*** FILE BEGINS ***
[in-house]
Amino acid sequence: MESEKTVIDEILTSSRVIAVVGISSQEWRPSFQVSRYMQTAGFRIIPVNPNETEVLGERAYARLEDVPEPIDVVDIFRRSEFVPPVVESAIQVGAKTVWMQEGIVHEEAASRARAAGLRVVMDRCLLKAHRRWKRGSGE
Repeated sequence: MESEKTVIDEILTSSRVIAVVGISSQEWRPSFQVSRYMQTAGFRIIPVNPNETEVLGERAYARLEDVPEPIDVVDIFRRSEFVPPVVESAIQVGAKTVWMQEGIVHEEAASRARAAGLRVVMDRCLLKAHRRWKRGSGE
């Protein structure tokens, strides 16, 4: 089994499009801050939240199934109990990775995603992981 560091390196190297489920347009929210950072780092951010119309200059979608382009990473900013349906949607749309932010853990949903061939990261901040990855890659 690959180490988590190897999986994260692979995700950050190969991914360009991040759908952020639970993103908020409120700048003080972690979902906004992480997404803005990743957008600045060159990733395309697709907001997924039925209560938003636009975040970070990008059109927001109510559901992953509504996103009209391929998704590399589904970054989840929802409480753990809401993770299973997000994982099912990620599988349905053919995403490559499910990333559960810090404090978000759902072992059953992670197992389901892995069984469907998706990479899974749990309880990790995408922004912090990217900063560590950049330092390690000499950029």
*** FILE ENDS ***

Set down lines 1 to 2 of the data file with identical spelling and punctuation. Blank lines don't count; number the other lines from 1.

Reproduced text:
[in-house]
Amino acid sequence: MESEKTVIDEILTSSRVIAVVGISSQEWRPSFQVSRYMQTAGFRIIPVNPNETEVLGERAYARLEDVPEPIDVVDIFRRSEFVPPVVESAIQVGAKTVWMQEGIVHEEAASRARAAGLRVVMDRCLLKAHRRWKRGSGE